For the “physical act” I would agree but that says nothing of the “context of the act” which would involve the socio/political aspects of the attack.

It’s a problem I’ve come up against before, society moves, thus politics moves, but at each point in time the lense society sees through is different to any other point in time. But language changes more slowly than society does, so words change their meaning depending on what sociatal lens is viewing the word at any given point in time.

Normaly when discussing this I try to use an unemotive word like “Manufacture” which originaly means “Made by hand”, but few people would say that if you ask them these days we look on it more as “made by machine”, but also in a much more expanded form as well such as “manufacturing industry” and “manufacturing economy”.

A more contempory example would be “gay”. In Victorian london “going gay” refered to what would be called “casual prostitution”, in the “inter-war” years “bachelor gay” was an expression for a “lounge lizard” or loathario. In more recent times it has broader meaning refering in part to same sex relationships. But the definition of sex or gender now has a much richer context and is in part how an individual sees themself and how the various levels of society see the individual.

Thus my point about the maturity of society and how that effects it’s point in time lense. Our current society has so many different definitions for varying kinds of conflict that it’s most easily seen as a spectrum with a number of dimensions. One dimension is the physical act of conflict, another is the mental aspect another the social and so on.

I have no idea what the social, language, mental etc maturity of our ancesters 10,000 years ago was, or if it is actually deducible or not. All I do know is that most of our current definitions of conflict are inappropriate, and are more likely to confuse or clarify.

We only have knowledge of the victims and partial knowledgr of the weapons their attackers used, but not their tactics or numbers. It might be that the attackers were very few and the superiority of weapons such as bows and arrows enabled them to incapacitate or capture a larger group of victims, that they could then dispatch individually rather than on mass. That is it could have been in effect asymmetric warfare. But we don’t know even what the relationship between the attackers and victims were, were they from the same social group or different social groups.

We simply have no knowledge of the number of attackers and their tactics, relationship to the victims etc. Thus a great deal of information is unavailable. In hard science this is generaly not an issues as experiments and Occams Razor can be used. However in the softer social sciences you can not experiment, and Occams Razor is about as much use as a “chocolate teapot”. Thus the few facts realy can not speak for themselves, thus we are left with conjecture coloured and shaped by our social lense…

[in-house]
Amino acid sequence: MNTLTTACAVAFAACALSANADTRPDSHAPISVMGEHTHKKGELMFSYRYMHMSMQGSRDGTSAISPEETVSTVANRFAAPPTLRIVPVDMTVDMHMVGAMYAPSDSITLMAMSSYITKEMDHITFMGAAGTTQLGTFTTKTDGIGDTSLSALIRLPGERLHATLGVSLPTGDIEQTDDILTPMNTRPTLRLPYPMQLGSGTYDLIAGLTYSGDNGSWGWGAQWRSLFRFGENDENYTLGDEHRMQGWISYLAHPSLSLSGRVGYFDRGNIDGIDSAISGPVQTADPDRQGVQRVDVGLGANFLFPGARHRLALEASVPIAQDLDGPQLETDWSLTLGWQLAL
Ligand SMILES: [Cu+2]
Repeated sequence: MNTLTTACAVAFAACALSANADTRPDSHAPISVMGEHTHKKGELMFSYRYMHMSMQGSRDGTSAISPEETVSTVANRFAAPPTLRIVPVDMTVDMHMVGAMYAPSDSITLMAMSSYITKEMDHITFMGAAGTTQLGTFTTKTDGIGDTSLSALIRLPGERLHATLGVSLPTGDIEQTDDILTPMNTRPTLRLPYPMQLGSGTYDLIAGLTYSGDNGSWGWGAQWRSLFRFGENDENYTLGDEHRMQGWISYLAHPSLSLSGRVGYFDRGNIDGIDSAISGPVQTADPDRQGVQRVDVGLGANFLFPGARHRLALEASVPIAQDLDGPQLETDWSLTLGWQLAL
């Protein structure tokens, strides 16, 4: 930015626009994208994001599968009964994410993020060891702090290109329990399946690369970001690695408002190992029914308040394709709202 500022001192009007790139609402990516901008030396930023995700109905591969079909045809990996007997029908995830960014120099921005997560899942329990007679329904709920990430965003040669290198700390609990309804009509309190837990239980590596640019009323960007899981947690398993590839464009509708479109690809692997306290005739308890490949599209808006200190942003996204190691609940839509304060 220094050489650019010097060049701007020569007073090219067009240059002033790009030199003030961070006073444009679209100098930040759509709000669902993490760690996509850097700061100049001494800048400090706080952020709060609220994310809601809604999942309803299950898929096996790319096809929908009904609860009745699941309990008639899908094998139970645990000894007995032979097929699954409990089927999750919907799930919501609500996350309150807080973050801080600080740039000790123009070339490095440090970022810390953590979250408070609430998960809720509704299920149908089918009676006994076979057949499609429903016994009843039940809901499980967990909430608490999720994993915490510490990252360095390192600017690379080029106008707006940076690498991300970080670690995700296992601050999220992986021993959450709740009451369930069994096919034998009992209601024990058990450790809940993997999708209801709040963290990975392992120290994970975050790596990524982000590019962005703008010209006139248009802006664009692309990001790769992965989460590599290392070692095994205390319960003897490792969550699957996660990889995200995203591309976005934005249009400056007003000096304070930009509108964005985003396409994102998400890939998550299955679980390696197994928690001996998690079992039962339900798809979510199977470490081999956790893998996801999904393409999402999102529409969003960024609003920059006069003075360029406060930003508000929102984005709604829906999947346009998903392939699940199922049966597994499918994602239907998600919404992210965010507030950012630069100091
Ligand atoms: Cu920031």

tyr February 11, 2016 12:02 AM

@Clive Robinson

One thing we are sure of is that there were no armies
made up of the current composition. Most were made of
what we would call pre-teens and very young teens.
This was the case until the mid 20th century and a
lot of the troops then lied their way into combat.
The major exception being Genghis Khans troops, that
was another factor in their sweep of the field for

If you think about as two bunches of hotheaded kid
gangs led by a me first teen loudmouth you will have
a much clearer picture of ancient warfare style. It
took the Romans quite awhile to herd those fools into
a partially disciplined mass that could mow their way
through most ragtag gangs of the times. They also kept
the survivors as they got older in the back ranks and
put the eager dumbass glory hounds up front.

The next invention was the levee en masse of the French
who with an age spectrum much wider mopped up the pros
who were supposedly highly trained. In one of the true
ironies the mighty French got the shit kicked out of them
by a bunch of dirty colonial Indios (still celebrated as
Cinco de Mayo by the victors).

It is an interesting subject for study as it morphs as
different techniques get tried and become ineffective over
a long timeframe. If you find a lot of unbroken projectile
points and no evidence that it was a point factory then
you can assume battlefield.

Winter February 11, 2016 2:32 AM

From the Nature article of the original study it was suggested that the region was “rich” by local standards. It was a lake side with a lot of food and there was evidence of pottery, indicating the people had something to store, and steal.

This means that the usual tactic of hunter gatherers of avoiding violence by moving away from competing groups might not have worked here as the victims probably were semi-sedentary.

I believe the anthropological literature calls this type of attack a raid. It looks pretty much like head-hunting raids among pre-modern Papua people.

And if anyone still has illusions about the people of old being noble and peaceful, please read “The Better Angels of Our Nature” by Steven Pinker.

Believe it or not, but this might actually be the safest time in human history.

bob February 11, 2016 3:39 AM

@Mark Johnson

“My friend says that the most liberal are actually the ones that will burn your house down if you dare disagree with them.”

Then your friend isn’t using a dictionary I’m aware of. Maybe “Liberal” (NB the capital L) at which point it’s just another label used to categorise in lieu of though.

ianf February 11, 2016 5:54 PM

@ Andrew argues that “the conclusion that this is typical behavior just shows the type of perspective [the 22 scientists] want to create. This is ONE archaeological site; there’s absolutely no way to draw such a wide-ranging statement from a single instance like this.

Look at it this way: an archeologist discovers a trove of Holocene remains (residents of Africa way past the big out-of-Africa migration) apparently violently murdered and thrown/ drowned in a lake. The scientist tries to make sense of it, weights various scenarios as to how that might have happened. The scientist consults with others, and together [the 22 authors fronting the report] arrive at a hypothesis that this mud mass grave in once lagoon (now ~30m from the shore) can but have been the result of a violent clash among competing groups of hunter-gatherers. I.e. the scientists do not want to create some perspective out of the data, nor fit them to some preconceived pet idea, but arrive at an educated guess anchored in both their aggregated experience and the probability theory. That’s what is called workable hypothesis, a staple of scientific inquiry (valid until overturned by a more plausible one). And the probability here is strongly in favor of this being a typical (read: common) outcome of such clashes, rather than unusual, fluke, atypical one.